Dram Shop Laws and Social Host Liability for Alcohol-Related Accidents in Tennessee

When an intoxicated person injures someone else in Tennessee, can a third party be liable for providing the alcohol?

If you are injured by an intoxicated person's negligence in Tennessee, you can bring a personal injury claim directly against that individual. But your options for a legal remedy may not stop there. Sometimes, an injured person may also be able to bring a claim against the business or other third party that provided the alcohol to the intoxicated person.

In this article, we'll look at third party liability for an alcohol-related accident in Tennessee, including the state's dram shop laws, and the rules that affect social hosts who provide alcohol at parties and other events.

Dram Shop Law in Tennessee

Tennessee's s"dram shop" law, which can be found at section 57-10-102 of the Tennessee Code, allows a person who is injured by an intoxicated individual to seek damages from the vendor that sold the alcohol, but only in limited circumstances.

A dram shop claim may be brought in Tennessee if:

  • the vendor sold the alcohol to the intoxicated person
  • the person who purchased the beverage was a minor under age 21 or was "visibly intoxicated," and
  • the sale of the beverage was a direct cause of the injury.

In order for dram shop liability to apply, a 12-person jury must find that all the elements of a dram shop claim exist "beyond a reasonable doubt." This is a much higher bar than in most states, where dram shop liability -- which is civil liability, not criminal -- need only be proven by "a preponderance of the evidence" or by "clear and convincing evidence."

Here is an example of when Tennessee's dram shop law might apply. Suppose that Dale goes to Ted's Tavern for some drinks. The bartender notices that after a few rounds, Dale becomes confused, slurs his speech, and has trouble walking. Nonetheless, the bartender continues to sell and serve Dale alcohol. Eventually, Dale tries to stumble to the tavern's restroom, but he falls and collides with Patty, knocking her off her bar stool and injuring her.

Patty can bring a personal injury claim against Dale for causing the accident. Patty can also bring a dram shop claim against Ted's Tavern for selling Dale the alcohol that caused him to fall. Patty will succeed in her dram shop claim if the jury agrees, beyond a reasonable doubt, that Ted's Tavern sold the alcohol to Dale, that Dale was visibly intoxicated at the time of the sale, and that the sale was the direct cause of Patty's injuries.

Dale may not bring a dram shop claim against Ted's Tavern, even if he was also injured in the fall. Tennessee law doesn't all for these kinds of "first-party" claims under section 57-10-102.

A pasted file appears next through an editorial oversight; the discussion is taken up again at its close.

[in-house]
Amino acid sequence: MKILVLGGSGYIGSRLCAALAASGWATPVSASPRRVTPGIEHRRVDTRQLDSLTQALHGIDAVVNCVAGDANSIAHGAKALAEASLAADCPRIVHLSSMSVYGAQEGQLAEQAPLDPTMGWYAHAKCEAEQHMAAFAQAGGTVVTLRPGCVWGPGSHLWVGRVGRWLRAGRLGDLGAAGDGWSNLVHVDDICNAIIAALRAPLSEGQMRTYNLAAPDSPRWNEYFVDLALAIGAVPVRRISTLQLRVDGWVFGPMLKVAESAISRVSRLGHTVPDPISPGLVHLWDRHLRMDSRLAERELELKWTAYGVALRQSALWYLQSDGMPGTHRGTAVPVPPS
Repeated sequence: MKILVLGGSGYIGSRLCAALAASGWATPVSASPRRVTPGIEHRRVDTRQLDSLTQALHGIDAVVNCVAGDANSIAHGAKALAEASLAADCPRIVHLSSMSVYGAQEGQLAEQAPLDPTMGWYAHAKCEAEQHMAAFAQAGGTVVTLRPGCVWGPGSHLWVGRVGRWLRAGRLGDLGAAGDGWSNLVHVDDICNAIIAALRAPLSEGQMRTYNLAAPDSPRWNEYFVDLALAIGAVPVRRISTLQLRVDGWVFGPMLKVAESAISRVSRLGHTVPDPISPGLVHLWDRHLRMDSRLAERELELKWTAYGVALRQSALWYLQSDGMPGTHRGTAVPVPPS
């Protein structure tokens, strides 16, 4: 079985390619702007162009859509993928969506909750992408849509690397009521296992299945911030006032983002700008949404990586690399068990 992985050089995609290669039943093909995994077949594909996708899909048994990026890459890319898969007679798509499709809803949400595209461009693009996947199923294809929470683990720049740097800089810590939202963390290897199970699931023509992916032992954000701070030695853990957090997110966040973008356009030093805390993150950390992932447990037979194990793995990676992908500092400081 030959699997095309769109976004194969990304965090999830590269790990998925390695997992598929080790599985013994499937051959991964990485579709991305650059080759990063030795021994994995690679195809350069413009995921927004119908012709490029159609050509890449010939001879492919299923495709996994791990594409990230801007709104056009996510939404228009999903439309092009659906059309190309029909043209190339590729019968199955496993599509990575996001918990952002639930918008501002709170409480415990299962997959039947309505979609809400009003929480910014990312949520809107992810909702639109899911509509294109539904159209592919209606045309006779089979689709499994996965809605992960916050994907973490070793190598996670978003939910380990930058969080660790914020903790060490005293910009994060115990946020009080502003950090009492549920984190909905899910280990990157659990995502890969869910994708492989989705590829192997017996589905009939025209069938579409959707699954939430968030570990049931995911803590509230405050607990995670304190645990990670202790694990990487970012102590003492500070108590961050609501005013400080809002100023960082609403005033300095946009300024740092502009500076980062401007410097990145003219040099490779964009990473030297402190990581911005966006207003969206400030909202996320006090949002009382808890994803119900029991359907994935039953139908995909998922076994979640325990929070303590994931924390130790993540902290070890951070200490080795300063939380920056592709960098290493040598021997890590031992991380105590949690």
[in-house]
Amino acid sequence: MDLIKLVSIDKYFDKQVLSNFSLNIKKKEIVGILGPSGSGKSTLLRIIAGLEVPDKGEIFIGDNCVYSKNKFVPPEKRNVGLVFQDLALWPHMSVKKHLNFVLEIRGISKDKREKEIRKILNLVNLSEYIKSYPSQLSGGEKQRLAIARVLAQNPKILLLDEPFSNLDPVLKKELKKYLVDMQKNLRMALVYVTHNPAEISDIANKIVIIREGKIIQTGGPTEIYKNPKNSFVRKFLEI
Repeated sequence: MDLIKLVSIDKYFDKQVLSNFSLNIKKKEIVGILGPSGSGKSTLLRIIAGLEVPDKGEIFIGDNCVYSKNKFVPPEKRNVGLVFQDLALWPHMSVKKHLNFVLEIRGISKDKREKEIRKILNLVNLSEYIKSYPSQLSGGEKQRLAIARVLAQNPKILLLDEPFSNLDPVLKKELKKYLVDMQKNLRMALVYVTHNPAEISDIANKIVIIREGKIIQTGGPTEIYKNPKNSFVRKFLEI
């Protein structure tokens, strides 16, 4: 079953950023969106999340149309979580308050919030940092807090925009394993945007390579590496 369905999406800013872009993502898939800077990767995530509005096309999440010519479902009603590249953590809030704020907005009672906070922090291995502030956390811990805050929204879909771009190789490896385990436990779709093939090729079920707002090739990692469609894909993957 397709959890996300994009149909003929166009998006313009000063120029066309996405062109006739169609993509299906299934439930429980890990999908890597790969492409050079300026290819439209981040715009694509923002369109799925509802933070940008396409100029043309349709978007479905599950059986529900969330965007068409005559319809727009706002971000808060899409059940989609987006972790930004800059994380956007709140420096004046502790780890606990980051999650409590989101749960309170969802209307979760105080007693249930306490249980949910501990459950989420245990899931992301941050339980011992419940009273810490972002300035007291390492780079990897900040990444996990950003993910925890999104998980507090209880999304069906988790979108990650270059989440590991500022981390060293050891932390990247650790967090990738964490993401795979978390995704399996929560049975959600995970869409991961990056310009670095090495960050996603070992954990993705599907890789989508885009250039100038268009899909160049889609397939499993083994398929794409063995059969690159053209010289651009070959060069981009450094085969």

No Social Host Civil Liability in Tennessee

Tennessee's law allowing third-party civil liability for alcohol-related injuries is very clear that alcohol must be sold to the person who causes the injury -- not served to social guests free of charge. Consequently, a person injured by an intoxicated individual who was served alcohol at a social event may not be able to bring a claim against the hosts. The injured person may still bring a claim against the person who caused the injuries, however.

Tennessee does impose criminal liability on social hosts who provide alcohol to minors under age 21, or who allow minors to drink on their property. However, a person injured by a minor who drinks at a social event may not seek civil damages from the social host.

For example, suppose that Dina, a 19-year-old, goes to a party hosted by her neighbor, Howie. During the party, Dina has several glasses of wine, which Howie keeps pouring for her despite knowing she is under age 21. Eventually, Dina leaves the party and tries to drive to a friend's house. On the way, she runs a red light and collides with another car driven by Peter. Peter is injured in the crash.

In Tennessee, Peter may not bring a civil claim for damages against Howie for providing the alcohol, but Peter may sue Dina for causing the accident. Howie may face criminal liability for providing alcohol to Dina, however.

Damages and Time Limits in Tennessee Alcohol-Related Accident Claims

A dram shop claim in Tennessee is a civil case, which means that the alcohol vendor's liability is expressed in terms of money damages. Common types of damages sought in Tennessee dram shop claims include:

  • lost wages
  • the value of household services the injured person would have performed if not for the injury
  • medical bills
  • expenses for lost, damaged, or destroyed property, and
  • the plaintiff's pain and suffering in connection with the accident and injuries.

As with other injury claims in Tennessee, a dram shop claim must be filed before the deadline set by the state's "statute of limitations" expires. The applicable Tennessee statute of limitations requires that dram shop claims be filed within one year of the date of the injury.

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